Biochemistry and Molecular Pharmacology
Program in Molecular Medicine
First Thesis Advisor
Michael P. Czech
In mammals a single receptor protein binds both insulin-like growth factor II (IGF-II) and mannose 6-phosphate (Man 6-P) containing ligands, most notably lysosomal enzymes. However, in chick embryo fibroblasts IGF-II binds predominantly to a type 1 IGF receptor, and no IGF-II/Man 6-P receptor has been identified in this species. In order to determine if chickens possess an IGF-II/Man 6-P receptor, an affinity resin (pentamannosyl 6-phosphate (PMP) Sepharose) was used to purify receptors from chicken membrane extracts by their ability to bind mannose 6-phosphate. Then 125I-IGF-II was used to evaluate their ability to bind IGF-II. These experiments demonstrate that nonmammalian Man 6-P receptors lack the ability to bind IGF-II, suggesting that the ability to bind IGF-II has been gained recently in evolution by the mammalian Man 6-P receptor.
The second area of study involves the serum form of the IGF-II/Man 6-P receptor. This receptor had been detected in the serum of a number of mammalian species, yet its structure, function, regulation, and origin were unknown. Initial studies, done with Dr. R. G. MacDonald, showed that the serum receptor is truncated such that the C-terminal cytoplasmic domain of the cellular receptor is removed. These studies also demonstrate a regulation of serum receptor levels with age, similar to that seen for the cellular receptor, and that the serum form of the receptor existed in several forms which appeared intact under nonreducing conditions, but as multiple proteolytic products upon reduction. Finally, these studies demonstrated that both the cellular and serum IGF-II/Man 6-P receptors are capable of binding IGF-II and Man 6-P simultaneously.
In studies on the serum form of the IGF-II/Man 6-P receptor that I have conducted independently, the regulation of the serum IGF-II/Man 6-P and transferrin receptors by insulin has been demonstrated. In these studies, insulin injected into rats subcutaneously resulted in a time and dose dependent increase in serum receptor levels. Finally, to investigate the relationship of the serum IGF- II/Man 6-P receptor to the cellular form of the receptor, pulse chase experiments were performed. These experiments demonstrate that the soluble (serum form released into the medium) receptor is a major degradation product of the cellular receptor. Furthermore, the lack of detectable amounts of the lower Mr soluble receptor intracellularly and the parallel relationship of cell surface and soluble receptor suggest that the proteolysis is occurring from the cell surface. Finally, a number of experiments suggest that the degradation rate depends upon the conformation state of the receptor: binding of IGF-II or Man 6-P makes the receptor more susceptible to proteolysis while the presence of lysosomal enzymes prevents receptor proteolysis.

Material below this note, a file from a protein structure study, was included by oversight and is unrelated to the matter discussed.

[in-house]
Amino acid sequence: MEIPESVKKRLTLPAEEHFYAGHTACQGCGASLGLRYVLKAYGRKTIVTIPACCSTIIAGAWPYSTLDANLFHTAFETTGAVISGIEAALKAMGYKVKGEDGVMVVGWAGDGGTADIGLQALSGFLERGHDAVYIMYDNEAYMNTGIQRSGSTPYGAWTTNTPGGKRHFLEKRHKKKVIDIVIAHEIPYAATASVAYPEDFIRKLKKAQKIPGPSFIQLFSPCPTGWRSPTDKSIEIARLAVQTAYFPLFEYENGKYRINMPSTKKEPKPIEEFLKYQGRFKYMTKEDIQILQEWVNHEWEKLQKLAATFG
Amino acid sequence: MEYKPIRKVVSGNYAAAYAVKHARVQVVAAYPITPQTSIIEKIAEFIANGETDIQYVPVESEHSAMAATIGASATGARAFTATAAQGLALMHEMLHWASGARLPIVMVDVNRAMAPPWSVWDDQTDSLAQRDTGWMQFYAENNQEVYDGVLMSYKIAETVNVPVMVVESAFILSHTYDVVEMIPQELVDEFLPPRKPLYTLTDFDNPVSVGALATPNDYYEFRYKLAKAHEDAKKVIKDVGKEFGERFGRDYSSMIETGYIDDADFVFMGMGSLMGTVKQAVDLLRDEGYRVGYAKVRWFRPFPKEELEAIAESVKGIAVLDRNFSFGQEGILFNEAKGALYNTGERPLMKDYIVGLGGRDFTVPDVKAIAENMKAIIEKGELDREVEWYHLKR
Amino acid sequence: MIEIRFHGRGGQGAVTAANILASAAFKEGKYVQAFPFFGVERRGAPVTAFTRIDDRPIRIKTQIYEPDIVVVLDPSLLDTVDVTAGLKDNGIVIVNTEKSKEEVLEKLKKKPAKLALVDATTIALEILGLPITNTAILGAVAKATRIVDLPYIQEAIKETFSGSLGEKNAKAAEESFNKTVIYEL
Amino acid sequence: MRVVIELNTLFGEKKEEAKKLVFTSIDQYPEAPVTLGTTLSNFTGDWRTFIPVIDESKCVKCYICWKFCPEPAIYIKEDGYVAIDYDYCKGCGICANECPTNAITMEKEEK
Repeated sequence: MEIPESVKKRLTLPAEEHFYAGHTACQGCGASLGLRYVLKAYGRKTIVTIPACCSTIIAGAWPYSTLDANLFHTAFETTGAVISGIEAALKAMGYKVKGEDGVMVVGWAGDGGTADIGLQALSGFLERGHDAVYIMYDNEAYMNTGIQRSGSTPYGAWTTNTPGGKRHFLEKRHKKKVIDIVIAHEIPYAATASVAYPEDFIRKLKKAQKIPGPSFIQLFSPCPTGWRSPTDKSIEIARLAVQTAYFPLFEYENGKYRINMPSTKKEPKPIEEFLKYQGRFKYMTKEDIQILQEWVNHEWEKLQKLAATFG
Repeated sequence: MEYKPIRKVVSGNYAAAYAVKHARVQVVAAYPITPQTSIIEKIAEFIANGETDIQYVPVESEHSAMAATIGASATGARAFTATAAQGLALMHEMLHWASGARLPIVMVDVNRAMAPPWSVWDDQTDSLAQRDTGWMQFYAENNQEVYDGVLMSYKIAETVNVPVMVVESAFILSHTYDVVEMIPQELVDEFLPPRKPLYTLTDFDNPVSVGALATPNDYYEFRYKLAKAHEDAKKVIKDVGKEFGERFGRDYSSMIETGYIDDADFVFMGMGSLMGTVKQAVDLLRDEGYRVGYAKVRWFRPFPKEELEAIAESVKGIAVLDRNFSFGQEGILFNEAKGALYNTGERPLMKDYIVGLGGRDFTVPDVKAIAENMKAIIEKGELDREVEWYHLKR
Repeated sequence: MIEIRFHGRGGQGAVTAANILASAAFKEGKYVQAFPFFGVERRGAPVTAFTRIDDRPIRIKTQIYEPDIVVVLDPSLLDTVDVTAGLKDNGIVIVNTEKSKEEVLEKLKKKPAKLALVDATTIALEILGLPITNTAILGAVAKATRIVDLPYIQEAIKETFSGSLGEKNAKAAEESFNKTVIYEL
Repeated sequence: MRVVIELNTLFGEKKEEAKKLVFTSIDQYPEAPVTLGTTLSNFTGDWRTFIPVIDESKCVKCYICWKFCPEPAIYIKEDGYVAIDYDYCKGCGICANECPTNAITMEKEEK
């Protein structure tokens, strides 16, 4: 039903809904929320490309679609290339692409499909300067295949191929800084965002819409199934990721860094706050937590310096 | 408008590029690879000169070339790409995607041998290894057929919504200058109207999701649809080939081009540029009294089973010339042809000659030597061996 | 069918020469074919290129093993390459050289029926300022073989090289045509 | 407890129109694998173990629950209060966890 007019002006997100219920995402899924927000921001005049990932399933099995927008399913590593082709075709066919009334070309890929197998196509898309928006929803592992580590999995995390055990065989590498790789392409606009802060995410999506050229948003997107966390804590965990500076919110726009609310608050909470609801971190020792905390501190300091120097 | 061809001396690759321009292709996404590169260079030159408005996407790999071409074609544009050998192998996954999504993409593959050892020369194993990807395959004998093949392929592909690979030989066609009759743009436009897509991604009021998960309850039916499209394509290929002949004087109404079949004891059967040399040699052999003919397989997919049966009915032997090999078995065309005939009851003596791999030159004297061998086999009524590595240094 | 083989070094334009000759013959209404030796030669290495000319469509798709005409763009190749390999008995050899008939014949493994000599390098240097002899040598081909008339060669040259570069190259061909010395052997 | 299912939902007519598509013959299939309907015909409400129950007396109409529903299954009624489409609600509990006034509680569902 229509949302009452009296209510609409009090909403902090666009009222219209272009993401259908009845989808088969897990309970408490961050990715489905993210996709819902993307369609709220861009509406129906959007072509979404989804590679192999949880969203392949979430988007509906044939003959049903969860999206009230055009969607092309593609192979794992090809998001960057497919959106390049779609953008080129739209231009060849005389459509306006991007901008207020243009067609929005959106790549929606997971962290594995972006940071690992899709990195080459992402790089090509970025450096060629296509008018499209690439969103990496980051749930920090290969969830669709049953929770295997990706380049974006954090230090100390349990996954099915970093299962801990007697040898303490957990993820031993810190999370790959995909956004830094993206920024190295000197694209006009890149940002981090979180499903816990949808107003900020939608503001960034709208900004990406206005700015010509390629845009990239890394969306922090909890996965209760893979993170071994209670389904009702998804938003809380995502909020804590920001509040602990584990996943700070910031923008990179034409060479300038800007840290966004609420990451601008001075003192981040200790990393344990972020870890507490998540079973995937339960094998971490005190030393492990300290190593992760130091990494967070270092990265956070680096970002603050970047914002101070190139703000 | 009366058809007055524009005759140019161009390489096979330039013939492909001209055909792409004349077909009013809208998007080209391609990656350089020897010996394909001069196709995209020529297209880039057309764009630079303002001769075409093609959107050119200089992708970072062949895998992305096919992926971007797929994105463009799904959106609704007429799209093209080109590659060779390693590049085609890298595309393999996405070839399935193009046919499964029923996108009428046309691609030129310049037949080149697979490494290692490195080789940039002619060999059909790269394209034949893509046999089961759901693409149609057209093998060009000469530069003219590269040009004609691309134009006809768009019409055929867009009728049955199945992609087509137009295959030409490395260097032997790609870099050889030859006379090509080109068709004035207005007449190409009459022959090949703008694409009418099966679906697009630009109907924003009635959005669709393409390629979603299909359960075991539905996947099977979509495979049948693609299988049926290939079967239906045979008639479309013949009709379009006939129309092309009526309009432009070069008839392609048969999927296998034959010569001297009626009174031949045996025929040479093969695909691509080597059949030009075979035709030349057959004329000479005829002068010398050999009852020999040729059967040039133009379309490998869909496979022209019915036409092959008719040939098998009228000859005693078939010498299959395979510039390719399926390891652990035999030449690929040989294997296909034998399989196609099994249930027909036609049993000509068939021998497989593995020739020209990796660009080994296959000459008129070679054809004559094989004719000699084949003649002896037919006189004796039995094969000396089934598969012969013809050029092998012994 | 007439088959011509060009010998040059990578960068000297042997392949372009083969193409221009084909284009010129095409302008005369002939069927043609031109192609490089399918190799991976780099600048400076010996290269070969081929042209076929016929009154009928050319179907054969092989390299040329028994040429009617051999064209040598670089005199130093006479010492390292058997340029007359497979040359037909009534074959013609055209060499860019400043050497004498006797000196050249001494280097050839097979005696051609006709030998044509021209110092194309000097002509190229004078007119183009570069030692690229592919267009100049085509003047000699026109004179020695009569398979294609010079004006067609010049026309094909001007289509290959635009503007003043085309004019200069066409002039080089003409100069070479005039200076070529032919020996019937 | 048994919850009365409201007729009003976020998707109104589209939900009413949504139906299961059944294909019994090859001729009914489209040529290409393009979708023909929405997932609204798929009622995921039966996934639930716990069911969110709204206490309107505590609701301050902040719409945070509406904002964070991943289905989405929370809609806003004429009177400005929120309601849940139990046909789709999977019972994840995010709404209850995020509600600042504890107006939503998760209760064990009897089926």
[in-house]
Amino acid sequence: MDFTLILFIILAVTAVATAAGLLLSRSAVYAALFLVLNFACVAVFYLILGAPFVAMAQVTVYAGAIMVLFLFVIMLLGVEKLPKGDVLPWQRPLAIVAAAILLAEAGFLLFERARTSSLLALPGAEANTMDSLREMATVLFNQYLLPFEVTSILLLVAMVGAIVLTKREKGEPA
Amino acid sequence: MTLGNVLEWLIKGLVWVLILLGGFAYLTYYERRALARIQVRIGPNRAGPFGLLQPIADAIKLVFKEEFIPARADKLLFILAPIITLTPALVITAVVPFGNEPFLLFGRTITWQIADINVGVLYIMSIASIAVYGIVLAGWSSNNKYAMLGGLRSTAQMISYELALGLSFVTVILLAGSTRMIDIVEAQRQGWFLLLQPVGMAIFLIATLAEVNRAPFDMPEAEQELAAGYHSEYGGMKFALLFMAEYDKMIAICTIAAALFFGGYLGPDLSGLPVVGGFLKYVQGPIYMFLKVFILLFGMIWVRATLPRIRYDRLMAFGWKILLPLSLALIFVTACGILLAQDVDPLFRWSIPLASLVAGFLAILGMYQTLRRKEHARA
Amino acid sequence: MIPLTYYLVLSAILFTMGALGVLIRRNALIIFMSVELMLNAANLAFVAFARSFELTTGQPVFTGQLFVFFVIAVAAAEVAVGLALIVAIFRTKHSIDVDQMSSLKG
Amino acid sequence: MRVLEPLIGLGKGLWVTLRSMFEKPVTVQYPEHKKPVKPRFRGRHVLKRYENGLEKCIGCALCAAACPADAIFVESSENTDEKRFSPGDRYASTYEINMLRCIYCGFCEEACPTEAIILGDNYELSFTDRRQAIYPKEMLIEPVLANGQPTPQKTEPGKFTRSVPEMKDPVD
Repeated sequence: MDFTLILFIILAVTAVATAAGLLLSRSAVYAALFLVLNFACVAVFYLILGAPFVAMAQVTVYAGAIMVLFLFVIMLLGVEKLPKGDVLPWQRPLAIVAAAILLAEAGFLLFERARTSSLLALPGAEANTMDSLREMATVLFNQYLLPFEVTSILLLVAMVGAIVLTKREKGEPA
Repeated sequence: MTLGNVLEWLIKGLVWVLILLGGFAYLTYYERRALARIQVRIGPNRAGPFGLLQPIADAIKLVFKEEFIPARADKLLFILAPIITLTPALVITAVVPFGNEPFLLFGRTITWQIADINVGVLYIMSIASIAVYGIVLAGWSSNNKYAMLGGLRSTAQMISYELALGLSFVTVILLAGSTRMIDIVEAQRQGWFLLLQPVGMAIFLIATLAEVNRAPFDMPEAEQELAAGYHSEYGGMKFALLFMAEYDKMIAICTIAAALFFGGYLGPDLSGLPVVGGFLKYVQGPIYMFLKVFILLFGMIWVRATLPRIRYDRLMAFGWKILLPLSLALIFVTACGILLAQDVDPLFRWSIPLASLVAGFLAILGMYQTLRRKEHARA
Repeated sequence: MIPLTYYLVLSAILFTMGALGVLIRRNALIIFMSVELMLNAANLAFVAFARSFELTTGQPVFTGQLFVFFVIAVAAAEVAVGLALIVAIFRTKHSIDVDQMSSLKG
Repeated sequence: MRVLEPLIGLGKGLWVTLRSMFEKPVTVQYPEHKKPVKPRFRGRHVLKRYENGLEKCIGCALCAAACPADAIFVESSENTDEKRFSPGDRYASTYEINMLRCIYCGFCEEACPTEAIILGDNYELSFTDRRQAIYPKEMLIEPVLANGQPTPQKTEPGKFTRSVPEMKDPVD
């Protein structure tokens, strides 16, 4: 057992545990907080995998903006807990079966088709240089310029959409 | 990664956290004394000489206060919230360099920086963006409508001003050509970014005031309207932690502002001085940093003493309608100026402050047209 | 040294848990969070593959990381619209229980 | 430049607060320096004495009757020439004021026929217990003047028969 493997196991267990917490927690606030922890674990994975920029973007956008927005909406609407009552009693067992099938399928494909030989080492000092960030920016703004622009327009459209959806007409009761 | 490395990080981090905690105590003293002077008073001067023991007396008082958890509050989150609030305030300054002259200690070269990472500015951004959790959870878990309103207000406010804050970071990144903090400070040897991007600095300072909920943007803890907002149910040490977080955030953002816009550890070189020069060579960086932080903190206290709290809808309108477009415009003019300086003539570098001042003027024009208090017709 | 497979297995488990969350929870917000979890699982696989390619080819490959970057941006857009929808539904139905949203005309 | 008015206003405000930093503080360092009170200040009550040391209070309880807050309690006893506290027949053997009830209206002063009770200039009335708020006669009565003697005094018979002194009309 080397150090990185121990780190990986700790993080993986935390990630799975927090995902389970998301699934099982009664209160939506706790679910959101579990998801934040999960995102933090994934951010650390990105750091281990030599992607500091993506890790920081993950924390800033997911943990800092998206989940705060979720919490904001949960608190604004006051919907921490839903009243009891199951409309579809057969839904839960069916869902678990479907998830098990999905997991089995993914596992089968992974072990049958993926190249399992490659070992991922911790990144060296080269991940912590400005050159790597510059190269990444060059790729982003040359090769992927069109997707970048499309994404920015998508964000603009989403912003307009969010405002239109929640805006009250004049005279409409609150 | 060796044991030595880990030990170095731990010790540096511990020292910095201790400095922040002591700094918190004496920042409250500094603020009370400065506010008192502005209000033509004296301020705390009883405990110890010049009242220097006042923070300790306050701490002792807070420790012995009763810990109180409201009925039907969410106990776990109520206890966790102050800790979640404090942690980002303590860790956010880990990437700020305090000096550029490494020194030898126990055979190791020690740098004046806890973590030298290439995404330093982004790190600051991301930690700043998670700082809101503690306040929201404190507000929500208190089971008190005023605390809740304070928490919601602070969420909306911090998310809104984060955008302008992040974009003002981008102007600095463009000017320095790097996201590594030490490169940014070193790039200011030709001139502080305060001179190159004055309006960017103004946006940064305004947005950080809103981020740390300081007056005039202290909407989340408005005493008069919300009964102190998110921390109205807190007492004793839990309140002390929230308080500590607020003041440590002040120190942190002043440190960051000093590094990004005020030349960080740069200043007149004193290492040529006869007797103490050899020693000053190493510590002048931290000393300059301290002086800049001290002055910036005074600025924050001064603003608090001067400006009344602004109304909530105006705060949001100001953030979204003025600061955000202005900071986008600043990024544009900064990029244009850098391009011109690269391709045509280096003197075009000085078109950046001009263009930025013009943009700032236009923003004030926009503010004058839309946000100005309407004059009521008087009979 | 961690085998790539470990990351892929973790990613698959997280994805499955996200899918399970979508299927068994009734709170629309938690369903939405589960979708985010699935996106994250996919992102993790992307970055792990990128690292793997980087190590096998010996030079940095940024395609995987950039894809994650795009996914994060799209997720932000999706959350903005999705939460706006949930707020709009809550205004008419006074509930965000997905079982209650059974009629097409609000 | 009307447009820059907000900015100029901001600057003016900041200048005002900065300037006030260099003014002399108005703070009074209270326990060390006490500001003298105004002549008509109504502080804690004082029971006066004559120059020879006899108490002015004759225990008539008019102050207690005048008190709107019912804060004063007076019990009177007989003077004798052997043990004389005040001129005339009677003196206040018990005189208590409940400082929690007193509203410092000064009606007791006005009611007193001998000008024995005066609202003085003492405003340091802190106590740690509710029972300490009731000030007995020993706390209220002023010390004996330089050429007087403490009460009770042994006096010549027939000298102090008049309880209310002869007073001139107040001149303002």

In summary, the serum form of the IGF-II receptor is a proteolytic product of the cellular form of the receptor. The rate of release depends upon the number of receptors at the cell surface and the binding state of the receptor. In circulation, the receptor retains the ability to bind both types of ligands, it thus may serve as an IGF binding protein and/or a lysosomal enzyme binding protein. These results suggest a model whereby the cellular receptor is proteolytically cleaved by a plasma membrane protease to produce a short membrane anchored fragment and the serum receptor. In vivo this pathway serves as the major degradative pathway of the IGF-II/Man 6-P receptor, with the serum form being cleared from circulation by further degradation and reuptake.
Clairmont KB. (1990). The Structure, Function, and Regulation of Insulin-like Growth factor II/Mannose 6-phosphate Receptor Forms: a Thesis. GSBS Dissertations and Theses. https://doi.org/10.13028/6nvm-2595. Retrieved from https://escholarship.umassmed.edu/gsbs_diss/44
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